Improving screening effectiveness

In a volatile AML-CTF landscape it is critical to improve the speed-to-compliance. However, achieving a faster response can be self-defeating if it introduces compromises to compliance effectiveness. Simply making existing processes faster might yield short-term tactical gains but can lead to a primary focus on supporting the status quo. This approach can lead to a lesser resource capacity for continuous compliance improvement. Innovation in screening programmes must therefore also consider how the standards of compliance effective can be raised in the short-term whilst also delivering capability and capacity that is ready for future challenges.

Screening capabilities for all target types

Compliance screening used to be a relatively binary process: governments issued lists of sanctioned geographies, persons, or entities; these lists were then screened, with the outcome of a determination if a target matched against a client record or transaction. Today the task is more complex. Screening requirements now include a broader range of risk types, for example, beneficial owners, persons of significant ownership, family members and professional associates, or even certain capital markets instruments, financial services, or manufactured goods. Furthermore, not all sanctions targets are cited on tangible lists or even pseudo-lists. This reality requires more investment in understanding screening data requirements and for the procurement of the right data. Institutions must also ensure that screening technology has a comprehensive technical capability to screen the full spectrum of risk, regardless of type. To be successful, appropriate screening methodologies must be implemented and maintained for each type of sanctions target.

Matching techniques for diverse risks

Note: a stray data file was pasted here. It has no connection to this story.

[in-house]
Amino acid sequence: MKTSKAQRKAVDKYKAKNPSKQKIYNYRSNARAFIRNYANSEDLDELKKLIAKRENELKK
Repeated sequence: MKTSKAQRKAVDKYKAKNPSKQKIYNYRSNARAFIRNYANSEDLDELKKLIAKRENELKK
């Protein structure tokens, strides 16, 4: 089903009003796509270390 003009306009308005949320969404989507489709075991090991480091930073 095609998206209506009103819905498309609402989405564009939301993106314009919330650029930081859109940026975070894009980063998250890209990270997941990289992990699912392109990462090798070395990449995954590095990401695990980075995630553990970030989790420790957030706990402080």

Expansive and complex sanctions requirements require a continuous review of the rules used to determine potential correspondence to risk. For example, would an alert be triggered for a sanctioned company from Russia if a Ukrainian variant of that name was transcribed phonetically for use in Germany? Phonetic name matching has been developed into many screening tools. However, achieving a deep understanding of how matching technology works – so that rules can be defined and maintained properly – is difficult if the “explainability” of matching algorithms is not a fundamental design feature.

Additional false negatives countermeasures

False positives reduction, or optimisation, is a priority for many institutions managing the inevitable consequences of screening massive client or transaction data volumes. Much progress has been made in these scenarios to deploy robotic automation or machine learning to investigate, categorise and route alerts quickly and efficiently. This push to increase operational efficiency has clear compliance benefit of releasing resources for more qualitative tasks. However, institutions could also consider implementing a second layer of controls to reduce the risk of false negatives. For example, re-screening data that did not trigger alerts in a primary screening process could identify undetected risks, notably when newer technology is used in a secondary process.

Responsive impact assessments

The intensity and velocity of AML-CTF screening – and the high cost of a compliance failure – has created operational environments that have little time to model the impact of new requirements and then to configure accordingly. This is often an issue when there is a dependency on older, less nimble technology that is difficult or time-consuming to test new rules quickly. The lack of a timely impact assessment can then create downstream operational issues. Moving to towards more responsive testing and modelling in can mitigate these issues and ensure a better focus on managing risk.

Beware – Technology Debt

In summary, technology should always be an enabler of compliance effectiveness, never an inhibitor. The focus of screening technology is, inevitably, on short-term imperatives. However, the impact of technology debt on long-term compliance should not be underestimated.